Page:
PROGRESS OF IMO Action
Here you will find information about the developments at the International Maritime Organization (IMO) as it works to address the problems that misdeclared cargo weights cause.
In June 2012, a broad array of industry stakeholders that included the governments of Denmark, The Netherlands and the United States along with a group of five maritime industry associations lead by the World Shipping Council, co-sponsored a formal proposal to the IMO to amend the SOLAS convention to require that the weight of all loaded containers be verified prior to loading onboard a vessel for export.
This proposal along with an alternative proposal submitted by Germany were considered at the IMO's Sub-committee on Dangerous Cargo (DSC) in September 2012 (DSC17). A compromise proposal was developed with widesspread support to amend the Safety of Life at Sea (SOLAS) Convention to require, as a condition for vessel stowage, the verified weight of loaded containers. However, three IMO Member governments, namely Cyprus, Greece and Panama, opposed the compromise proposal. Therefore, DSC 17 established a correspondence group, chaired by the U.S. and in which WSC is participating, and tasked the correspondence group with developing draft guidelines for the implementation of the compromise proposal for consideration at its next meeting (DSC 18) in September 2013.
If DSC18 reaches agreement on a proposal with supporting implementation guidelines, the IMO's Maritime Safety Committee (MSC) will be invited to approve and adopt the proposed SOLAS amendments and supporting guidelines. Depending on the terms of the adoption, the changes could take effect in 2017.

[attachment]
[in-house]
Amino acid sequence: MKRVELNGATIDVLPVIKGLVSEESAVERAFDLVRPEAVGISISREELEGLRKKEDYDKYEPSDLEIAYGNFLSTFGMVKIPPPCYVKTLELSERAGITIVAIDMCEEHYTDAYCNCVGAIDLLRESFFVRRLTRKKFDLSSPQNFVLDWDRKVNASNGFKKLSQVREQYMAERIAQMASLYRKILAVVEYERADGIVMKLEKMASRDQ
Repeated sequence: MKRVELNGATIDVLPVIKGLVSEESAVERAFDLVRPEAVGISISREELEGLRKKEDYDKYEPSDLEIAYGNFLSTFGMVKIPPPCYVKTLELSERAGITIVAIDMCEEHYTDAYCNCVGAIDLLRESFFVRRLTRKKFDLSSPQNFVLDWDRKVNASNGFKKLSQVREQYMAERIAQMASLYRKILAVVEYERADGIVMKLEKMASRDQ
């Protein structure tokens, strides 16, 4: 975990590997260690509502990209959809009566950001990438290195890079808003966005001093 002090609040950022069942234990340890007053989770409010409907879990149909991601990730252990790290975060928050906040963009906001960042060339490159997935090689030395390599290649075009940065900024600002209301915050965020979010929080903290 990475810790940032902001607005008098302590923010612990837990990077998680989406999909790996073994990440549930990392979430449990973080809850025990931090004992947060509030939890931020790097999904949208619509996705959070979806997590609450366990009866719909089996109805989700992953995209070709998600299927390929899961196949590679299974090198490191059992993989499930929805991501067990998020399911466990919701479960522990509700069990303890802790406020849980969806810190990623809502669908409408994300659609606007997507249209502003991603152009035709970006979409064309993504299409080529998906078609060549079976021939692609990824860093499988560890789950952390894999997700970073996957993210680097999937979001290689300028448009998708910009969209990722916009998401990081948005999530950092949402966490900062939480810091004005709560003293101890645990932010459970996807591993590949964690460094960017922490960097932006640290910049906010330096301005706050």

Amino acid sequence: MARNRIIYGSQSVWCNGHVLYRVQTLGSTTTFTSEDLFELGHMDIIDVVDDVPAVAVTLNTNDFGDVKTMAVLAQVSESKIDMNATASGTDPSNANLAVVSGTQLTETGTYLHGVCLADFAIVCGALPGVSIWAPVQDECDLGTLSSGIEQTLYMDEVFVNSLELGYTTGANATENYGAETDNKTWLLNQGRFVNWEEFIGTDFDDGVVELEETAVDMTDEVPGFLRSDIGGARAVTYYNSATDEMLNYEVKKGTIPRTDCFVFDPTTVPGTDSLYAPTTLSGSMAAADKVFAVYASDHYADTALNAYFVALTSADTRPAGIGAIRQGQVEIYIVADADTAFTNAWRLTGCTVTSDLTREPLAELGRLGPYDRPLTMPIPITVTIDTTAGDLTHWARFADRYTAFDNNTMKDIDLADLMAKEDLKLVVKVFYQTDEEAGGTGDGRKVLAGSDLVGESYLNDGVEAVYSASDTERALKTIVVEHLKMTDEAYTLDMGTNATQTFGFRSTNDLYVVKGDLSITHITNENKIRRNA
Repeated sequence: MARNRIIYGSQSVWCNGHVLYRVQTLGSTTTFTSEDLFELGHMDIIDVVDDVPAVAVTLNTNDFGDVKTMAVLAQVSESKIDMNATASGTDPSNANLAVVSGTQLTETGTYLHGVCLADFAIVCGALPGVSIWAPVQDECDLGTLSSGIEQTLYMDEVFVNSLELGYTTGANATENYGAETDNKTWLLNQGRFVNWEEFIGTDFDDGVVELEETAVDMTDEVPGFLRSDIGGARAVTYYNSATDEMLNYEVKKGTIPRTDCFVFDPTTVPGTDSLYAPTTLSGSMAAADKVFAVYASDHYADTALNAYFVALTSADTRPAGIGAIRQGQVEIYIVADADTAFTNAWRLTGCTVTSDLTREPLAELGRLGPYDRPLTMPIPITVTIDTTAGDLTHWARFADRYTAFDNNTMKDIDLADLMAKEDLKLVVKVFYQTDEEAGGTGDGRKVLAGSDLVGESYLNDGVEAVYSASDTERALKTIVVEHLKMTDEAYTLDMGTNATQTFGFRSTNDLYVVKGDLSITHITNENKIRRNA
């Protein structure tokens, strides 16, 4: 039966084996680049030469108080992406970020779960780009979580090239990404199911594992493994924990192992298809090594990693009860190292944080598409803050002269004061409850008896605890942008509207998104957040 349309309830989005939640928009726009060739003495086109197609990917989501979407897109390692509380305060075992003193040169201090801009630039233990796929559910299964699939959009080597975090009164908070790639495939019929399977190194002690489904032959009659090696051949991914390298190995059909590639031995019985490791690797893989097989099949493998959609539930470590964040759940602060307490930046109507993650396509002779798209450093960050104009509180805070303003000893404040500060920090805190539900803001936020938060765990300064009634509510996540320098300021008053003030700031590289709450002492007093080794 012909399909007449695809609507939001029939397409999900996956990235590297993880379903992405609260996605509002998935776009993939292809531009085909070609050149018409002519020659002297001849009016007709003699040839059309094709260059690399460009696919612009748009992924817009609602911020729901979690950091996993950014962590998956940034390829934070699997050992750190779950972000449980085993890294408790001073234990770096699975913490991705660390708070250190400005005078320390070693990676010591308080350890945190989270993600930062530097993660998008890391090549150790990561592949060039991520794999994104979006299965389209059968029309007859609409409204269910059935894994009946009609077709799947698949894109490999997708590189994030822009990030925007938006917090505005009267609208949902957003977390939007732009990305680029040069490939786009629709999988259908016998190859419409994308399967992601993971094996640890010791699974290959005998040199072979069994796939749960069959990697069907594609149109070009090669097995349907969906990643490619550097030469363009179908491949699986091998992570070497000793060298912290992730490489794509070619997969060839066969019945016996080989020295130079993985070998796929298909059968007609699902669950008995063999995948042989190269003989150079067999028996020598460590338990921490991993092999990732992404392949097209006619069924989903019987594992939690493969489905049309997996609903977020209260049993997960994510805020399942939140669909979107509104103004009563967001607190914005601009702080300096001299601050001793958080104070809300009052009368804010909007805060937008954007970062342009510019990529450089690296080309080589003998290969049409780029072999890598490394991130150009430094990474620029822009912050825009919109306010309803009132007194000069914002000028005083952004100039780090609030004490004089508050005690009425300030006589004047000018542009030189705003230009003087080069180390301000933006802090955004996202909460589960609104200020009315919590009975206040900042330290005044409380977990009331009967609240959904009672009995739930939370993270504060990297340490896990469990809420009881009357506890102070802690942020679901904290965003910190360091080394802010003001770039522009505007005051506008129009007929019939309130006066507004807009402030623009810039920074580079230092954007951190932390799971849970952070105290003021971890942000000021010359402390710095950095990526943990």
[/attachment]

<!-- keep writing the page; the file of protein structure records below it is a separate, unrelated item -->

In March 2011, the World Shipping Council (WSC) and the International Chamber of Shipping (ICS) submitted a formal proposal to the International Maritime Organization (IMO) to consider issuance of a regulation making it mandatory for containers to be weighed prior to being stowed aboard ships.
WSC and ICS commended the IMO for taking action on this important issue at the May 2011 meeting of the IMO Maritime Safety Committee (MSC 89). In that meeting MSC 89 agreed to establish a new work item to address the issue of incorrectly declared cargo shipments and to undertake other measures to improve the safety of container stowage and ship operations.
The work item to address container weighing was assigned to the IMO Sub-Committee on Dangerous Goods, Solid Cargoes and Containers (DSC), which began consideration of this subject at its September 2011 meeting. To assist the sub-committee in its consideration of mandatory container weighing, the World Shipping Council (WSC), the International Chamber of Shipping (ICS) and BIMCO, submitted a joint paper, "Development of Measures to Prevent Loss of Containers," that recommends that the Safety of Life At Sea (SOLAS) Convention be amended to require verification of containers' actual weight before stowing aboard a ship regulated by SOLAS. In December of 2011, the International Association of Ports and Harbors (IAPH) also voiced their support for these SOLAS amendments.
The World Shipping Council (WSC) and the International Chamber of Shipping (ICS) issued a joint statement to explain the problem with overweight containers, the efforts that have been undertaken to date to address the issue, and the reason that the industry is calling for a strong international solution to the problem from the International Maritime Organization (IMO). (December 2010) Read the statement.
Guidelines for the Safe Transport of Containers
In November of 2009, the World Shipping Council (WSC) and the International Chamber of Shipping (ICS) published “Safe Transport of Containers by Sea: Guidelines on Best Practices”. The Guide covers the various parts of the transport chain that have an impact on the safe movement of containers by sea and includes a distillation of the good practices that are already undertaken by a vast majority of responsible companies in the industry.